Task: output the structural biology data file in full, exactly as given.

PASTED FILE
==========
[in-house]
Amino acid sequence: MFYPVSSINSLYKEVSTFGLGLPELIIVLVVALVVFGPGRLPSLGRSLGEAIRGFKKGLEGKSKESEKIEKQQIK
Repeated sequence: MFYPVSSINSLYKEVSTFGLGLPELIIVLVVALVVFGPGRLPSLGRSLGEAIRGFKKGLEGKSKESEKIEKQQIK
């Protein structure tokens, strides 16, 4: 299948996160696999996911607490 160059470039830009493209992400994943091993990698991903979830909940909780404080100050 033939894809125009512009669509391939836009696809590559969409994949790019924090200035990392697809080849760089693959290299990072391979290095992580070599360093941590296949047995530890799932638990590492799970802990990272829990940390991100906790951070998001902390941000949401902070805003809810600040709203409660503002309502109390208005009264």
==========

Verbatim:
[in-house]
Amino acid sequence: MFYPVSSINSLYKEVSTFGLGLPELIIVLVVALVVFGPGRLPSLGRSLGEAIRGFKKGLEGKSKESEKIEKQQIK
Repeated sequence: MFYPVSSINSLYKEVSTFGLGLPELIIVLVVALVVFGPGRLPSLGRSLGEAIRGFKKGLEGKSKESEKIEKQQIK
């Protein structure tokens, strides 16, 4: 299948996160696999996911607490 160059470039830009493209992400994943091993990698991903979830909940909780404080100050 033939894809125009512009669509391939836009696809590559969409994949790019924090200035990392697809080849760089693959290299990072391979290095992580070599360093941590296949047995530890799932638990590492799970802990990272829990940390991100906790951070998001902390941000949401902070805003809810600040709203409660503002309502109390208005009264």